lorenzo veracini on settler colonialism

27Mar13

Lorenzo Veracini, ‘”Settler Colonialism”: Career of a Concept’, Journal of Imperial and Commonwealth History iFirst.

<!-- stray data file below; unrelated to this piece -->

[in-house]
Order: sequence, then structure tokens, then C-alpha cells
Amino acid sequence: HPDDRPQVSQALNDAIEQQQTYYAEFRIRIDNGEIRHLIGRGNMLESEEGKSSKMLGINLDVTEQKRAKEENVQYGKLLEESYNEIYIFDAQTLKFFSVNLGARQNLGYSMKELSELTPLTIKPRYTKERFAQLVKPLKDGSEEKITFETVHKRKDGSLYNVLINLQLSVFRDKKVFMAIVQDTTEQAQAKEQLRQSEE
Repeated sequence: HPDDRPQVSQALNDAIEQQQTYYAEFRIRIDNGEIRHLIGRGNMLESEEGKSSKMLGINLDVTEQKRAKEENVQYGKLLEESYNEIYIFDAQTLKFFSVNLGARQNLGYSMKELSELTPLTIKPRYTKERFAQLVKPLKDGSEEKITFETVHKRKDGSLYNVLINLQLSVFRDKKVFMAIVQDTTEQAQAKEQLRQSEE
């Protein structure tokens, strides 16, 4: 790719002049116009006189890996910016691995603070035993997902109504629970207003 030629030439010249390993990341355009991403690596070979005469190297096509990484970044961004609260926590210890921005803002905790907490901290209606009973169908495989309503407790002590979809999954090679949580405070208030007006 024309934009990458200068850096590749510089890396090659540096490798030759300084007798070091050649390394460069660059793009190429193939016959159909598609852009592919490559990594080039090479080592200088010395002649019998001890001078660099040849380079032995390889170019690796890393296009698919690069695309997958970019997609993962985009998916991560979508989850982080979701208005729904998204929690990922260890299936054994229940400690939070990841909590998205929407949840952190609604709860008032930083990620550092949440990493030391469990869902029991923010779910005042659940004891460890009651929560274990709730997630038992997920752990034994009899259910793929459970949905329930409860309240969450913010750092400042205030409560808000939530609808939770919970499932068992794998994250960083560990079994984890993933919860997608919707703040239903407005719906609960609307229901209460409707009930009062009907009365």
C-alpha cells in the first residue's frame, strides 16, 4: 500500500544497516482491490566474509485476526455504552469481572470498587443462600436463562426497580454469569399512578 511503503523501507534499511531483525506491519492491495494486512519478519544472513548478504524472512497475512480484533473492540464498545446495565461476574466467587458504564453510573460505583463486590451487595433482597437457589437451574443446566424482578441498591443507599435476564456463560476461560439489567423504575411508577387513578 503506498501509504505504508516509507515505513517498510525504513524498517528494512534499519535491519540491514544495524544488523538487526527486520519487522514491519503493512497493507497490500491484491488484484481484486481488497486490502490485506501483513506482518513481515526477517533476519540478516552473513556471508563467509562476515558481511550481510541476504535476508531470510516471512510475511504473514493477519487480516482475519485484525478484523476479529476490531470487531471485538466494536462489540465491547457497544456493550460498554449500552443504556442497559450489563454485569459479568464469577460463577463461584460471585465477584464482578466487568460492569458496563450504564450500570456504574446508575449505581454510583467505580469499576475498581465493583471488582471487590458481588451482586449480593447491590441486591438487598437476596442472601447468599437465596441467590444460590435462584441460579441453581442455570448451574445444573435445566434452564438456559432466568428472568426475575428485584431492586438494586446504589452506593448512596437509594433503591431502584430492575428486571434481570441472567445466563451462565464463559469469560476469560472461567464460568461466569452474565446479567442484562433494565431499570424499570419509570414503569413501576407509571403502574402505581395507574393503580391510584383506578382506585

In a necessarily selective way, this paper explores the historiographical evolution of ‘settler colonialism’ as a category of analysis during the second half of the twentieth century. It identifies three main passages in its development. At first (until the 1960s), ‘settlers’, ‘settlement’ and ‘colonisation’ are understood as entirely unrelated to colonialism. The two do not occupy the same analytical field, pioneering endeavours are located in ‘empty’ settings and the presence and persistence of indigenous ‘Others’ is comprehensively disavowed. In a second stage (until the late 1970s), ‘settler colonialism’ as a compound identifies one specific type of diehard colonialism, an ongoing and uncompromising form of hyper-colonialism characterised by enhanced aggressiveness and exploitation (a form that had by then been challenged by a number of anti-colonial insurgencies). During a third phase (from the late 1970s and throughout the first half of the 1980s), settler colonialism is identified by a capacity to bring into being high standards of living and economic development. As such, settler colonialism is understood as the opposite of colonialism and associated underdevelopment and political fragmentation. It is only at the conclusion of a number of successive interpretative moments that ‘settler colonial’ phenomena could be theorised as related to, and yet distinct from, colonial ones. On the basis of this transformations, beginning from approximately the mid-1990s, ‘settler colonial studies’ as an autonomous scholarly field could then consolidate.



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